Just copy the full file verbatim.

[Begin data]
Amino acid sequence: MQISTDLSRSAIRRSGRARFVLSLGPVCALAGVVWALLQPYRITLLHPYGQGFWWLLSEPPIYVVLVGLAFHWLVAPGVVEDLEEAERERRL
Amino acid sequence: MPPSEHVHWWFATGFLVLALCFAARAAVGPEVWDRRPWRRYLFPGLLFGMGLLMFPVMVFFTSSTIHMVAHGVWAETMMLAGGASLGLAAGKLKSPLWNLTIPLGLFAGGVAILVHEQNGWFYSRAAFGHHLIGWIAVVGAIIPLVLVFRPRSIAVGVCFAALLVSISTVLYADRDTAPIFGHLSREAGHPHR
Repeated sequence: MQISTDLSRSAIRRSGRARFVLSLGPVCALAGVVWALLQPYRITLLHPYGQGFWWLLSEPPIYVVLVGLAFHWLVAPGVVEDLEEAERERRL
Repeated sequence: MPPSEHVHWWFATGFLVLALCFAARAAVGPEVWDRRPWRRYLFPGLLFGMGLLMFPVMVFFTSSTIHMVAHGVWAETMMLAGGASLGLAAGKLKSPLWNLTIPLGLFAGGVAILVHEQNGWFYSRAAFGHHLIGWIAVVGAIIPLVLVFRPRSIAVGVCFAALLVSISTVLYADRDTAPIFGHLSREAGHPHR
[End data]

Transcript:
Amino acid sequence: MQISTDLSRSAIRRSGRARFVLSLGPVCALAGVVWALLQPYRITLLHPYGQGFWWLLSEPPIYVVLVGLAFHWLVAPGVVEDLEEAERERRL
Amino acid sequence: MPPSEHVHWWFATGFLVLALCFAARAAVGPEVWDRRPWRRYLFPGLLFGMGLLMFPVMVFFTSSTIHMVAHGVWAETMMLAGGASLGLAAGKLKSPLWNLTIPLGLFAGGVAILVHEQNGWFYSRAAFGHHLIGWIAVVGAIIPLVLVFRPRSIAVGVCFAALLVSISTVLYADRDTAPIFGHLSREAGHPHR
Repeated sequence: MQISTDLSRSAIRRSGRARFVLSLGPVCALAGVVWALLQPYRITLLHPYGQGFWWLLSEPPIYVVLVGLAFHWLVAPGVVEDLEEAERERRL
Repeated sequence: MPPSEHVHWWFATGFLVLALCFAARAAVGPEVWDRRPWRRYLFPGLLFGMGLLMFPVMVFFTSSTIHMVAHGVWAETMMLAGGASLGLAAGKLKSPLWNLTIPLGLFAGGVAILVHEQNGWFYSRAAFGHHLIGWIAVVGAIIPLVLVFRPRSIAVGVCFAALLVSISTVLYADRDTAPIFGHLSREAGHPHR